In summer 2019, my health took another turn for the worse, and every moment I wasn’t working was spent resting with my feet elevated. But the summer weather was actually quite good, which meant for the first time I could now spend my recovery time sat next to my very own pond. I sat there for hours on end in the summer, every day that I possibly could. I charted the gradual arrival of new species as the pond became more established. I watched in horror as a greater water boatman chased the only water measurer in the pond as it darted across the surface. I watched a male great diving beetle come up and down, trapping air under his carapace and hoping for a female to arrive. Finally, in the autumn, one did, and the first time I saw her was with the male mounting her, the suction cups on his front legs holding on to her. He didn’t waste any time!
Common darters were the first of the dragonflies to lay their eggs, so I looked up how long it would take for them to hatch, and shortly after I saw the first larvae, disguising themselves in the mud at the bottom of the pond.
The two pond snails that had been introduced with one of the plants didn’t waste any time either, and now the pond is full of them. The first water boatman, the one that had chased (but not caught) my beloved water measurer, laid many eggs, and now hundreds of her tiny progeny dart around through the water.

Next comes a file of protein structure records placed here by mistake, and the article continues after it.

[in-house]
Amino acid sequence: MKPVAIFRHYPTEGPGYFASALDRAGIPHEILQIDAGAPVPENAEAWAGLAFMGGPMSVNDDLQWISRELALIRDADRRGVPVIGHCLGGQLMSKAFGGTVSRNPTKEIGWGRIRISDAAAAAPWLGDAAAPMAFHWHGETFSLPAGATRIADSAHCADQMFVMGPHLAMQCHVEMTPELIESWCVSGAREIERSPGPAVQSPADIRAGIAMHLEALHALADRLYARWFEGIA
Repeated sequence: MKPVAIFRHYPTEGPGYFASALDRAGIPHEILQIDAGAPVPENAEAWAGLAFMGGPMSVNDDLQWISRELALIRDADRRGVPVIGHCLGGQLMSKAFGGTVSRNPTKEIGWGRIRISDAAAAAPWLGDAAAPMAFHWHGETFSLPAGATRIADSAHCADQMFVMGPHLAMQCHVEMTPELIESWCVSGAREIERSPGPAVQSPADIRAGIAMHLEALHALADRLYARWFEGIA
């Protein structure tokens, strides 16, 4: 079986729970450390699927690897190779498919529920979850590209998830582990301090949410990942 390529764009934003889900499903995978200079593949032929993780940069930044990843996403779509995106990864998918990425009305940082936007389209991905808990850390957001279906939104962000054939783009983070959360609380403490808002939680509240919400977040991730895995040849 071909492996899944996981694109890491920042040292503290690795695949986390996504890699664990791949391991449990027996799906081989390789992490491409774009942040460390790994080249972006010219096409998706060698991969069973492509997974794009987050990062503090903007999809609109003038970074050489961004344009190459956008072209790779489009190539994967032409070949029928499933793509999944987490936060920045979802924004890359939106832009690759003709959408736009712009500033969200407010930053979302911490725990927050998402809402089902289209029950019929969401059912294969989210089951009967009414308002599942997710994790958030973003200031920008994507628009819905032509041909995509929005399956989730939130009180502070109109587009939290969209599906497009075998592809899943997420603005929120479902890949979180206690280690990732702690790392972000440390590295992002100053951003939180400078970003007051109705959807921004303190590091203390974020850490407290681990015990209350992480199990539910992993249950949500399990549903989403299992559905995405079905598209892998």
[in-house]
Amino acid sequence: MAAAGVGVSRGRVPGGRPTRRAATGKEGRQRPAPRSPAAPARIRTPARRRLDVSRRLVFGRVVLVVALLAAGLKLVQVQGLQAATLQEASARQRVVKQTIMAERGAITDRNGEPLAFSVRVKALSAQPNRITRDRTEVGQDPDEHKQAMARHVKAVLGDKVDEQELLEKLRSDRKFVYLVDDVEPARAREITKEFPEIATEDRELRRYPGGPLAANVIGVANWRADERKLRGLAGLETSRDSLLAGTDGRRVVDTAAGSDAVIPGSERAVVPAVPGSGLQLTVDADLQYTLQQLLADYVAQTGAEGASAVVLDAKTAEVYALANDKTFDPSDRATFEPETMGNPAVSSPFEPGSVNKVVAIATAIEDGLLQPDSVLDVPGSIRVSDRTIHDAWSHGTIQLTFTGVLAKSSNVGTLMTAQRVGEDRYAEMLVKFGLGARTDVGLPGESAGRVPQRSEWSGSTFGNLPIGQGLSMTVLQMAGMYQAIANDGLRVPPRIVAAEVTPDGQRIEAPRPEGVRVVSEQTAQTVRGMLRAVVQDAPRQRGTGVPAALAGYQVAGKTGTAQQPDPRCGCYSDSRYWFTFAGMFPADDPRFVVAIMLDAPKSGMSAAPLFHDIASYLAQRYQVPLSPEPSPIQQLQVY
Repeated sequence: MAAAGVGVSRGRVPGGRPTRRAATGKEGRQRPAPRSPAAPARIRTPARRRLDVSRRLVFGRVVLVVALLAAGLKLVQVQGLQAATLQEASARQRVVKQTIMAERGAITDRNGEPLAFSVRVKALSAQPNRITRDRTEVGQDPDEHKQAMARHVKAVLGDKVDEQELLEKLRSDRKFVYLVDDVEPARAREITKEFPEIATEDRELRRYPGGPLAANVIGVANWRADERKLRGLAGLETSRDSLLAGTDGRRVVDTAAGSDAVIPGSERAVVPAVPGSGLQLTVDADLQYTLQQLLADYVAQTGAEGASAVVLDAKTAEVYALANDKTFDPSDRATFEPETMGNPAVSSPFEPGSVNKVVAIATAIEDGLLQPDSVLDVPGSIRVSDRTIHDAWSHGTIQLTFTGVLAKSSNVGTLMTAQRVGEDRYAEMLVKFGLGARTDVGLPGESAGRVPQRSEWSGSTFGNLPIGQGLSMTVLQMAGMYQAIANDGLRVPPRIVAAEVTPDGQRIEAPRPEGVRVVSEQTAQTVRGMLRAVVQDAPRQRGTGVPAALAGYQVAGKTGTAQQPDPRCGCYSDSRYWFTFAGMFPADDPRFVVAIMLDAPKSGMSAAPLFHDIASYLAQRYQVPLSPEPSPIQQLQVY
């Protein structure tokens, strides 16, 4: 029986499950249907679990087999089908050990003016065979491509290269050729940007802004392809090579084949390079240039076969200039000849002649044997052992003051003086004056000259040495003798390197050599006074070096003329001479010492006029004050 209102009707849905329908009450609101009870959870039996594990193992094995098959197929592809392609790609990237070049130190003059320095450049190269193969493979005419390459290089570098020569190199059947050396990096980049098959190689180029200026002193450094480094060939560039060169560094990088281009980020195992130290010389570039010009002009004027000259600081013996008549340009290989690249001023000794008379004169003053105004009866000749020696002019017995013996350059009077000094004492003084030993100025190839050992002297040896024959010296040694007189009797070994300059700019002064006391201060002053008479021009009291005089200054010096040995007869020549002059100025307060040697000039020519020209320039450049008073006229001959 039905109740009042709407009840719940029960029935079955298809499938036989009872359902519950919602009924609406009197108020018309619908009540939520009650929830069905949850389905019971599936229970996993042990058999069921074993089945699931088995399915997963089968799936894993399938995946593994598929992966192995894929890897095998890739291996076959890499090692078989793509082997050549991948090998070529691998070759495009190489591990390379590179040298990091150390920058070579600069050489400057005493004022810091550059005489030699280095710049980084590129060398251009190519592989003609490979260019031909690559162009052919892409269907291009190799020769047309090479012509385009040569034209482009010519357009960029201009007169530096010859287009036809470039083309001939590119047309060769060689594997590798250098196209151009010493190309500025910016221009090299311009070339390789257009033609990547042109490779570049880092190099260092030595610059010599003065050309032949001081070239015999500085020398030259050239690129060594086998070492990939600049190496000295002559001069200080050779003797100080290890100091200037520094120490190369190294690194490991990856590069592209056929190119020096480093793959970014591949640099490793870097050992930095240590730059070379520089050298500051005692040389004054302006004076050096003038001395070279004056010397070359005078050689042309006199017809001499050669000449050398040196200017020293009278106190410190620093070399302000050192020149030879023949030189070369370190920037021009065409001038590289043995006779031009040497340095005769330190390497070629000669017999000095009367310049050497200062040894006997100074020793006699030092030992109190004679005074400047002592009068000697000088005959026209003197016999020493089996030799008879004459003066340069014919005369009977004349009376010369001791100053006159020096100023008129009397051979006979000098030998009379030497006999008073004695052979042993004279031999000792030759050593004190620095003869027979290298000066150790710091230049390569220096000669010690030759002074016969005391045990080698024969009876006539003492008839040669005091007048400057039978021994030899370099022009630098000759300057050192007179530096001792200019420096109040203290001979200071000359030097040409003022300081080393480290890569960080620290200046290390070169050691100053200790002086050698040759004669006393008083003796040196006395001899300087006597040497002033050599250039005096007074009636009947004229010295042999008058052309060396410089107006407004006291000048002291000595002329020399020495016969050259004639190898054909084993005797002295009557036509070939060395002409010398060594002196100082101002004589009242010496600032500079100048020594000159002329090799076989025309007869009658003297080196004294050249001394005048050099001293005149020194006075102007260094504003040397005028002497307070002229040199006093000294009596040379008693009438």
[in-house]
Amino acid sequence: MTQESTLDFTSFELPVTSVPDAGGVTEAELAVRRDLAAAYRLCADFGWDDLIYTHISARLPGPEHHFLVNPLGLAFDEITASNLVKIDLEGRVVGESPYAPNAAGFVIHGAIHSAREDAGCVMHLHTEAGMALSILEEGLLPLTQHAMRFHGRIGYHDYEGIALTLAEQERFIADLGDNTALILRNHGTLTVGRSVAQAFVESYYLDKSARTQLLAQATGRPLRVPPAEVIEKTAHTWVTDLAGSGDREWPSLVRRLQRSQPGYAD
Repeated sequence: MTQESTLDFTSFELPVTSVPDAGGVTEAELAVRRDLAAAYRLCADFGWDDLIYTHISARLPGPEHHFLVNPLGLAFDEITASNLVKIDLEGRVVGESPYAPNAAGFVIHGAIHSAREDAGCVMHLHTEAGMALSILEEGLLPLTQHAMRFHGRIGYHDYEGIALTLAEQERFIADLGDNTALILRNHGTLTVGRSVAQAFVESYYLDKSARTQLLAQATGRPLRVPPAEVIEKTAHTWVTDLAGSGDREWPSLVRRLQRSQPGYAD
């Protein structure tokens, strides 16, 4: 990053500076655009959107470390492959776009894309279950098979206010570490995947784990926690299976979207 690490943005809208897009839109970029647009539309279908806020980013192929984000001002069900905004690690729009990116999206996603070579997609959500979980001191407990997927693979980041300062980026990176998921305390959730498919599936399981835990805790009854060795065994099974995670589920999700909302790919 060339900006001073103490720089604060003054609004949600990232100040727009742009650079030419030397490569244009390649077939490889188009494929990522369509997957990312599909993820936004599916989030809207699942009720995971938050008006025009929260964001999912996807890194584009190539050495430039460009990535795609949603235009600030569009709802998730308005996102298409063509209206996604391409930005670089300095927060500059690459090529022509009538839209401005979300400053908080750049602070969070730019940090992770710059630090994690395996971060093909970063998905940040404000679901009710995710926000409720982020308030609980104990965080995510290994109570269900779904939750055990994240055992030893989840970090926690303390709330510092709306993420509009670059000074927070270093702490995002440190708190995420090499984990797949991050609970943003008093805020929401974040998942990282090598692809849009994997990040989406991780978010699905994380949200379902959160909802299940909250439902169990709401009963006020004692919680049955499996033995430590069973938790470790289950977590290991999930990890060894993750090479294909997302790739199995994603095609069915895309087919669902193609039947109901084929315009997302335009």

My heart has leapt with joy and excitement at so many things that have happened in the pond, like when I peered down and saw the first flower bud appear at the base of the water lily, which finally, after several weeks, made its way to the surface. Watching the life in my pond is like my very own nature documentary. I’ll be so excited if and when I find my first exuvia!
During the summer, one male common darter seemed to take ownership of the pond, trying to chase off any others that came near, even a female who sat in the nearby yew hedge, accompanied by me shouting “what are you doing?!” as if he would understand me. Others came and went as the season went on: blue-tailed damselflies (which also laid their eggs) and emperor, southern hawker, migrant hawker and broad-bodied chaser dragonflies.
I love my pond. It has given me a sanctuary to rest and recover. Somewhere to slow down and sit peacefully, not distracted by technology or the over-stimulation of modern life. I never know what new creature I’m going to see, and I sit happily, close-focus binoculars on hand just in case, and feel a measurable reduction in the symptoms of my condition. My mind and body experience peace, contentment and relaxation. I can’t wait to see what next dragonfly season brings.”